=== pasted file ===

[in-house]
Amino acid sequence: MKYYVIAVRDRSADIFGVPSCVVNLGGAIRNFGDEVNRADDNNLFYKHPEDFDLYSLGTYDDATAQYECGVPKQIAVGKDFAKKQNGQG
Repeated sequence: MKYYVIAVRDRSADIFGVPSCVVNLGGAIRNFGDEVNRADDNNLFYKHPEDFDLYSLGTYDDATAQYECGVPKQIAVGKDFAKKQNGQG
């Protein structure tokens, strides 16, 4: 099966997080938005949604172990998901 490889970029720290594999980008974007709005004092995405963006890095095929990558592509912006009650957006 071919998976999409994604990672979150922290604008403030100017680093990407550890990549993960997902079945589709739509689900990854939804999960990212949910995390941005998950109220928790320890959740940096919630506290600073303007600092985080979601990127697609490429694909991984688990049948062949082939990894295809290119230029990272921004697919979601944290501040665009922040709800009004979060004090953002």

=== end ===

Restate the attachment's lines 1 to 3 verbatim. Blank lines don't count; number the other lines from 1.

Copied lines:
[in-house]
Amino acid sequence: MKYYVIAVRDRSADIFGVPSCVVNLGGAIRNFGDEVNRADDNNLFYKHPEDFDLYSLGTYDDATAQYECGVPKQIAVGKDFAKKQNGQG
Repeated sequence: MKYYVIAVRDRSADIFGVPSCVVNLGGAIRNFGDEVNRADDNNLFYKHPEDFDLYSLGTYDDATAQYECGVPKQIAVGKDFAKKQNGQG